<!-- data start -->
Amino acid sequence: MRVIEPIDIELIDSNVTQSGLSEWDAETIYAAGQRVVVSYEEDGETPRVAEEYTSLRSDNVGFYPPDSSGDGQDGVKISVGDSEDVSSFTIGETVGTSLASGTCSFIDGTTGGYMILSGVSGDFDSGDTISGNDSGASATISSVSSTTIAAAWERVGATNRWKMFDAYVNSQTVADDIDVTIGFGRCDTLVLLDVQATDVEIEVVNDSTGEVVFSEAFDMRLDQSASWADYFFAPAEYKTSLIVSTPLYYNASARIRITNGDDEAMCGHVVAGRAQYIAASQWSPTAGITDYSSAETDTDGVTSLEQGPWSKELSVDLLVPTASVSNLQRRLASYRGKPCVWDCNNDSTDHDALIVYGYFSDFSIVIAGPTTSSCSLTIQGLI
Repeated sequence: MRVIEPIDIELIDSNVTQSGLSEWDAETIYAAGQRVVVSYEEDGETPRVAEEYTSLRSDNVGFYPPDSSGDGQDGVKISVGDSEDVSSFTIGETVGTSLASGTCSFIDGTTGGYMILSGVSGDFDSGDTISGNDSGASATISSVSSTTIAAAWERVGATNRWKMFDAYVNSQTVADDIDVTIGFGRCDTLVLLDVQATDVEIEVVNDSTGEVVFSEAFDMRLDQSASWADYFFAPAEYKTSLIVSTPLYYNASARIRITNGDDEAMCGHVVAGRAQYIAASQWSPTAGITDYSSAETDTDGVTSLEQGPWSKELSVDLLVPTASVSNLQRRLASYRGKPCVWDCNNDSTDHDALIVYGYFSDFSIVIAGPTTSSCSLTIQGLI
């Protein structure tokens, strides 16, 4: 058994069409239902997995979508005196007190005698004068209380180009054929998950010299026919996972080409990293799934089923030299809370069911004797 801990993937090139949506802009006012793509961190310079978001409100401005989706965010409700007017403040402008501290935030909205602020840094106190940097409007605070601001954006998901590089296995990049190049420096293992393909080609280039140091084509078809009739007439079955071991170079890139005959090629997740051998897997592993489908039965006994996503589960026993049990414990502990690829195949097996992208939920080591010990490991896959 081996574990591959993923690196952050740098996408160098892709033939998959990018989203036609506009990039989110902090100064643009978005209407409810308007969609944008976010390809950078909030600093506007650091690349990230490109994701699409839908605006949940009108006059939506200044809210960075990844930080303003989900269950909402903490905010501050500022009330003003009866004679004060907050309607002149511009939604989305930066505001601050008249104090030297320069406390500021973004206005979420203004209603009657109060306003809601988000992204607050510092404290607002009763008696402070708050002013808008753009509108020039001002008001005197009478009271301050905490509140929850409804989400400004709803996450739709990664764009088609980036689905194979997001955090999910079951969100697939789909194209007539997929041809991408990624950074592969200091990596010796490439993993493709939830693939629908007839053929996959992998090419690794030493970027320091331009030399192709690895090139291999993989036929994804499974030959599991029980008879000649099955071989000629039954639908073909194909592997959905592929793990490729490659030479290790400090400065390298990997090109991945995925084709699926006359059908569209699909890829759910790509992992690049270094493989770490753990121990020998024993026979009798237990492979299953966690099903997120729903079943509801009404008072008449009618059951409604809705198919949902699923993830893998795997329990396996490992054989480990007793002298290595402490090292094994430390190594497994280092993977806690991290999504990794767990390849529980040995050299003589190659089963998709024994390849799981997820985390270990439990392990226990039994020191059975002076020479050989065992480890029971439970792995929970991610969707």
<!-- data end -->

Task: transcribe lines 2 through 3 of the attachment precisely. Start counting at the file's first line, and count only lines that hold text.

Repeated sequence: MRVIEPIDIELIDSNVTQSGLSEWDAETIYAAGQRVVVSYEEDGETPRVAEEYTSLRSDNVGFYPPDSSGDGQDGVKISVGDSEDVSSFTIGETVGTSLASGTCSFIDGTTGGYMILSGVSGDFDSGDTISGNDSGASATISSVSSTTIAAAWERVGATNRWKMFDAYVNSQTVADDIDVTIGFGRCDTLVLLDVQATDVEIEVVNDSTGEVVFSEAFDMRLDQSASWADYFFAPAEYKTSLIVSTPLYYNASARIRITNGDDEAMCGHVVAGRAQYIAASQWSPTAGITDYSSAETDTDGVTSLEQGPWSKELSVDLLVPTASVSNLQRRLASYRGKPCVWDCNNDSTDHDALIVYGYFSDFSIVIAGPTTSSCSLTIQGLI
């Protein structure tokens, strides 16, 4: 058994069409239902997995979508005196007190005698004068209380180009054929998950010299026919996972080409990293799934089923030299809370069911004797 801990993937090139949506802009006012793509961190310079978001409100401005989706965010409700007017403040402008501290935030909205602020840094106190940097409007605070601001954006998901590089296995990049190049420096293992393909080609280039140091084509078809009739007439079955071991170079890139005959090629997740051998897997592993489908039965006994996503589960026993049990414990502990690829195949097996992208939920080591010990490991896959 081996574990591959993923690196952050740098996408160098892709033939998959990018989203036609506009990039989110902090100064643009978005209407409810308007969609944008976010390809950078909030600093506007650091690349990230490109994701699409839908605006949940009108006059939506200044809210960075990844930080303003989900269950909402903490905010501050500022009330003003009866004679004060907050309607002149511009939604989305930066505001601050008249104090030297320069406390500021973004206005979420203004209603009657109060306003809601988000992204607050510092404290607002009763008696402070708050002013808008753009509108020039001002008001005197009478009271301050905490509140929850409804989400400004709803996450739709990664764009088609980036689905194979997001955090999910079951969100697939789909194209007539997929041809991408990624950074592969200091990596010796490439993993493709939830693939629908007839053929996959992998090419690794030493970027320091331009030399192709690895090139291999993989036929994804499974030959599991029980008879000649099955071989000629039954639908073909194909592997959905592929793990490729490659030479290790400090400065390298990997090109991945995925084709699926006359059908569209699909890829759910790509992992690049270094493989770490753990121990020998024993026979009798237990492979299953966690099903997120729903079943509801009404008072008449009618059951409604809705198919949902699923993830893998795997329990396996490992054989480990007793002298290595402490090292094994430390190594497994280092993977806690991290999504990794767990390849529980040995050299003589190659089963998709024994390849799981997820985390270990439990392990226990039994020191059975002076020479050989065992480890029971439970792995929970991610969707």